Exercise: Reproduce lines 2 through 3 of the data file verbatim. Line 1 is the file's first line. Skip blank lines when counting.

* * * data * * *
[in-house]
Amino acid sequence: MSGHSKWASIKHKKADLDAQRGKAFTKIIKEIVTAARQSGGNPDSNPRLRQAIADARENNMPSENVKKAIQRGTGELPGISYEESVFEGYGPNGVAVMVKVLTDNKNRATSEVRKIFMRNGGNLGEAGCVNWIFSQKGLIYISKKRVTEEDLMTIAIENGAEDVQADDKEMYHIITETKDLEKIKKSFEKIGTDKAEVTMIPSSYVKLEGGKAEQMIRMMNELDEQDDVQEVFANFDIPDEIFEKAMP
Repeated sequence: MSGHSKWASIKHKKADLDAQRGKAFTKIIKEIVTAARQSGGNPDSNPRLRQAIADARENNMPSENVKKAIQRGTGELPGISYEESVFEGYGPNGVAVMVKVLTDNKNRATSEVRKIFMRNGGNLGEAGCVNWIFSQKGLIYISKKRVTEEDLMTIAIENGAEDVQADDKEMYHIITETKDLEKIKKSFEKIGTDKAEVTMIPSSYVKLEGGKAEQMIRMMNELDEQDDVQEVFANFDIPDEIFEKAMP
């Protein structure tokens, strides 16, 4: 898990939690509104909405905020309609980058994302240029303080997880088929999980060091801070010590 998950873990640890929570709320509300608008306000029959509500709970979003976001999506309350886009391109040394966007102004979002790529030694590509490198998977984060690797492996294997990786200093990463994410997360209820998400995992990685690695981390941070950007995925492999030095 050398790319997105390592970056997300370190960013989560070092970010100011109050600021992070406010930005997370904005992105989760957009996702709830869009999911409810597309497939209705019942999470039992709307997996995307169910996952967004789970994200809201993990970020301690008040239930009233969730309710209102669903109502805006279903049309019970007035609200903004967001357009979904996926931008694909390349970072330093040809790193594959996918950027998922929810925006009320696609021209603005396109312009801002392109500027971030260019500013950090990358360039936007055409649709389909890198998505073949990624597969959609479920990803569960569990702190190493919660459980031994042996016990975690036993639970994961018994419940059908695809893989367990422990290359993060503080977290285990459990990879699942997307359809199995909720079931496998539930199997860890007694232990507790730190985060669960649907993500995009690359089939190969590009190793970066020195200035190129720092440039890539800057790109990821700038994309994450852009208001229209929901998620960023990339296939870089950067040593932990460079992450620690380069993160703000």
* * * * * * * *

Amino acid sequence: MSGHSKWASIKHKKADLDAQRGKAFTKIIKEIVTAARQSGGNPDSNPRLRQAIADARENNMPSENVKKAIQRGTGELPGISYEESVFEGYGPNGVAVMVKVLTDNKNRATSEVRKIFMRNGGNLGEAGCVNWIFSQKGLIYISKKRVTEEDLMTIAIENGAEDVQADDKEMYHIITETKDLEKIKKSFEKIGTDKAEVTMIPSSYVKLEGGKAEQMIRMMNELDEQDDVQEVFANFDIPDEIFEKAMP
Repeated sequence: MSGHSKWASIKHKKADLDAQRGKAFTKIIKEIVTAARQSGGNPDSNPRLRQAIADARENNMPSENVKKAIQRGTGELPGISYEESVFEGYGPNGVAVMVKVLTDNKNRATSEVRKIFMRNGGNLGEAGCVNWIFSQKGLIYISKKRVTEEDLMTIAIENGAEDVQADDKEMYHIITETKDLEKIKKSFEKIGTDKAEVTMIPSSYVKLEGGKAEQMIRMMNELDEQDDVQEVFANFDIPDEIFEKAMP